Book Review: The Pleasure of Memory by Welcome Cole

The Pleasure of Memory by Welcome Cole
The Pleasure of Memory by Welcome Cole

Title: The Pleasure of Memory: The Blood Caeyl Memories: Volume I

Author: Welcome Cole

Genre: Science Fiction, Fantasy, Thriller 

Publisher: Caelstone Press (and courtesy of NetGalley) 

Published: November 30, 2013     

Page Amount: 552 pages 

Blurb From Goodreads: The Pleasure of Memory is the first volume of three in the Blood Caeyl Memories series.

Beam is a thief, smuggler, and rogue who takes his gold wherever the path of least resistance offers it, and never apologizes for the means. Orphaned in early childhood, he is passed gracelessly from one extended family to the next.  When the shame of raising a half-bred child eventually becomes  unbearable, his family abandons the six-year-old boy on the steps of a rundown priory in Parhron City.

He is discovered at dawn by Brother Dael, an elderly monk who is Prelate for the Priory of Saynfyl. The old monk takes Beam in without question or judgment, raising him as his own. However, in spite of Dael’s care and love, Beam grows up in a state of perpetual anger.

When Beam reaches his early twenties, a regional magistrate delivers a package from his long dead mother. Inside Beam finds an elaborate puzzle box of ancient design. A note written in his mother’s hand indicates the box contains secrets, secrets meant to guide him to his memories and, ultimately, to his destiny. Inside the box is an ancient map that leads him to a vast cemetery tucked away deep in the hostile southern scrubs.

Beam spends the next two years prowling through the cemetery, evading the savages by day and picking his way through their dead by night. Eventually, he discovers a secret chamber leading to a maze hidden beneath one of the crypts. There, he finds a brilliant crystal. The blood-red gem is carved in the image of a sensuous, lidded eye. Believing he has found the treasure his mother’s map intended for him, Beam flees north through the lawless Nolands, and back to civilization with the Vaemyn in pursuit.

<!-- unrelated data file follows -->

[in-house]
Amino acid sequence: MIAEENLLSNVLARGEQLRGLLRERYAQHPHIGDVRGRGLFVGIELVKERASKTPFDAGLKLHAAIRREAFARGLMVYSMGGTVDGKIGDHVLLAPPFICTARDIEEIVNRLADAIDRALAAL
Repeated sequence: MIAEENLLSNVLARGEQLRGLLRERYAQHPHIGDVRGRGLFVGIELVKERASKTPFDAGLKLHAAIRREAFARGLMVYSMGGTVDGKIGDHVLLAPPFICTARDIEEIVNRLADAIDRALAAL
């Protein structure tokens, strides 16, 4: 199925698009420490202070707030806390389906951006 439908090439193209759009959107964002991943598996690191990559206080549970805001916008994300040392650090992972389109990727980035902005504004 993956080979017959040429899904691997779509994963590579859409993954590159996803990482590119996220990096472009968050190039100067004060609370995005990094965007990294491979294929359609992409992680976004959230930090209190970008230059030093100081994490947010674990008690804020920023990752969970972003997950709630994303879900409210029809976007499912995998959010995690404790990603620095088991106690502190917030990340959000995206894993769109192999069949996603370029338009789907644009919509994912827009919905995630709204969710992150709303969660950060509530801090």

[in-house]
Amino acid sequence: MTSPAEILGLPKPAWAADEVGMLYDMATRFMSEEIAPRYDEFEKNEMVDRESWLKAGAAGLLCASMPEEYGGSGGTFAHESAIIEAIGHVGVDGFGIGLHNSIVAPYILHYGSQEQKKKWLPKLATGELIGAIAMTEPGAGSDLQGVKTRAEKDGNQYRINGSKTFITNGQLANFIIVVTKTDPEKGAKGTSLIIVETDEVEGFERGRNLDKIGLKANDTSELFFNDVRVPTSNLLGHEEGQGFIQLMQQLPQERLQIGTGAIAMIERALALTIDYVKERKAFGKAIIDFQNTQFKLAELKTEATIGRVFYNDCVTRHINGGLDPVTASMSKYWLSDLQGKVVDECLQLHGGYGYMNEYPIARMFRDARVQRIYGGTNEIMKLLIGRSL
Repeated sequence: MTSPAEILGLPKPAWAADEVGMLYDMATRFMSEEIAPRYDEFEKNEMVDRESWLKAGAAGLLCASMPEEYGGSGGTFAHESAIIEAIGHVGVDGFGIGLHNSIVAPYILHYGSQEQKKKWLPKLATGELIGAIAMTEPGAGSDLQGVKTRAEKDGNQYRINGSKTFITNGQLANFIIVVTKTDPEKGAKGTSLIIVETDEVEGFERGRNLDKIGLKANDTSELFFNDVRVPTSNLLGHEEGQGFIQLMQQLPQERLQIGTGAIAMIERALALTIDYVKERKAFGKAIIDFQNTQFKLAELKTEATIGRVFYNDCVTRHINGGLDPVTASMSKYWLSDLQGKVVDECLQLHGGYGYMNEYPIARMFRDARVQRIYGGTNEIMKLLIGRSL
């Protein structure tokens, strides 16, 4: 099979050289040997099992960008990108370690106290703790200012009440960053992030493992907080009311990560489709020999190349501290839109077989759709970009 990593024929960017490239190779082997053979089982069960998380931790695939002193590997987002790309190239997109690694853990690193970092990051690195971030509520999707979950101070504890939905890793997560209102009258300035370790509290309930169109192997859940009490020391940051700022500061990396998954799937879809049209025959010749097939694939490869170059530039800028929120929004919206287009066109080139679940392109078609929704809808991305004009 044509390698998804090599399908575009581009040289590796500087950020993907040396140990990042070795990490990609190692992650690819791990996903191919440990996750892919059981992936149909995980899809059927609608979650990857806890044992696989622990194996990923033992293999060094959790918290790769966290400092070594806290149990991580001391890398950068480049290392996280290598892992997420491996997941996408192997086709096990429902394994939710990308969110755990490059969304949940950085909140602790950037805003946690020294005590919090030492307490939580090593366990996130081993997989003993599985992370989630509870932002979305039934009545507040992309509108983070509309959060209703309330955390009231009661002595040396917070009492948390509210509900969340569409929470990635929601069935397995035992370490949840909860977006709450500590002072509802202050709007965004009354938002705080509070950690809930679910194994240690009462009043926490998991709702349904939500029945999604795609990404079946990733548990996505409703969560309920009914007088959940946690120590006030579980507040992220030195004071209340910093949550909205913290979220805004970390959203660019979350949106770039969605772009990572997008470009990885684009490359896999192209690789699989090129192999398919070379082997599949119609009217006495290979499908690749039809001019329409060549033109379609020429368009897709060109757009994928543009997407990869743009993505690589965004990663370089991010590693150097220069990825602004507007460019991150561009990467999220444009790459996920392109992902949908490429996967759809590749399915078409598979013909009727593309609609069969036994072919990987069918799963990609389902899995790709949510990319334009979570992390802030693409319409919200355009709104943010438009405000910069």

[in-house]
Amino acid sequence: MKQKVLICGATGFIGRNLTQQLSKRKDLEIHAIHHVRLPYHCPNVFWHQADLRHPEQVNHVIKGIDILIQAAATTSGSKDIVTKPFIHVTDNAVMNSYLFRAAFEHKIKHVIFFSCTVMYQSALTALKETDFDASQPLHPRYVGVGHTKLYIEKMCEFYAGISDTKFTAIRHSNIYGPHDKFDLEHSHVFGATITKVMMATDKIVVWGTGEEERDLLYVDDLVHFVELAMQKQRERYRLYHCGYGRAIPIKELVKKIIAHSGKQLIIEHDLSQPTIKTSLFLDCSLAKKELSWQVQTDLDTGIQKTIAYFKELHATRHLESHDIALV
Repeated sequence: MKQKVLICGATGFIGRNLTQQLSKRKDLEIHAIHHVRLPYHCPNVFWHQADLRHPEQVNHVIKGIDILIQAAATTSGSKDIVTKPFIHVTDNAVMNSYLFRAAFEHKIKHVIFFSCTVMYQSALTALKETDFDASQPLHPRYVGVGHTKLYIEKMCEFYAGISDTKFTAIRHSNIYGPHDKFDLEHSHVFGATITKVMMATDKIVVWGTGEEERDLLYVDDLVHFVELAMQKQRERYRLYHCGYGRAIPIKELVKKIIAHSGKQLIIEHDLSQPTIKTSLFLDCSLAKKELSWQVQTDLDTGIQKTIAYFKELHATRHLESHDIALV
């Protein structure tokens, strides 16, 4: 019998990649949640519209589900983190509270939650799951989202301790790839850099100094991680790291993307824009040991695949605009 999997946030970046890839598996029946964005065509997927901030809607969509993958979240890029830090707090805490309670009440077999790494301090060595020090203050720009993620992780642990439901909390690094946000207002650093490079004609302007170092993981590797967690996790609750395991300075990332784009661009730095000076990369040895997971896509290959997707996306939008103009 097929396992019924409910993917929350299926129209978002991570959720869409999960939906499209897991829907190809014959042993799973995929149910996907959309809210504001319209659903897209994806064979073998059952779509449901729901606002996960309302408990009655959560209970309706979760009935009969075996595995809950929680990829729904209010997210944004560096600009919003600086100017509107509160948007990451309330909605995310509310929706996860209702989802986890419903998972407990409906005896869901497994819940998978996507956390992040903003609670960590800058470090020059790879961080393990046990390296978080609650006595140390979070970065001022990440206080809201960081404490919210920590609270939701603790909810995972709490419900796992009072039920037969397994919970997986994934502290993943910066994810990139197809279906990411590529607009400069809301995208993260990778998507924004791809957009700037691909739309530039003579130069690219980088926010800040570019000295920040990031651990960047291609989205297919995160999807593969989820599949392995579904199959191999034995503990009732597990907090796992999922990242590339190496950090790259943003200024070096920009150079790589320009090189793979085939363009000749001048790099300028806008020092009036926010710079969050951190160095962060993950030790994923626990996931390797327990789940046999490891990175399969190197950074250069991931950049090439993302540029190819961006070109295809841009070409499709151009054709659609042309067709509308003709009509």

What Beam doesn’t know is that this crystal is actually a Blood Caeyl, an ancient relic with the power of influence over the forces of life itself. In time, the caeyl begins to alter him, gradually awakening the memories of a thousand lifetimes, changing him into a new man, and even a new life form.

Why Read: NetGalley came from heaven and gave me this book… of which I now feel inordinately obliged to read all of the trilogy. It was primarily chosen because I have a taste for the science fiction adventure type, and if you know “Wheel of Time”, it’s basically a fantastic version.

Review: It did take me too long to read it. I’ll be the first to admit it. On my TBR (To Be Read) List for at least 2 months, I was getting annoyed of seeing it over and over again on my shelf. So finally yesterday, I picked up it while too tired at the airport motel and suddenly bam! I was finished.

In case you couldn’t guess: I’m kind of a fan. I found the characters mystifying and the plotline not so spotty. There’s a certain kind of grace that is to be found in writing adventure style science fiction fantasy, and I would not hesitate to say that Cole does more than an adequate job in preforming.

The main characters, Chance and Beam, are as different as night and day, but the fact that this strange tale of their lives binds them together is hard to tear yourself away from. Beam is unlikeable at first, and despite his back story: he’s hard to sympathize with. On the other hand, Chance is loveable and I found myself smiling at his attempts at discussion and at his internal rants.

But despite their differences, the events of the book (which I won’t spoil here) bring them together (not in a friendship sense… yet) and force them to interact. There’s the whole issue of memory as well (title hint hint), and I promise that when it comes to plot and you are looking for something a little bit crazy – this won’t disappoint.

So adventure readers, science fiction fans, come one, come all: because it’s good, a really good read. And you wouldn’t want to miss out! 

Rating: 4.6/5 Stars

Review Coming Soon: The Analyst by Brandon Wolfe

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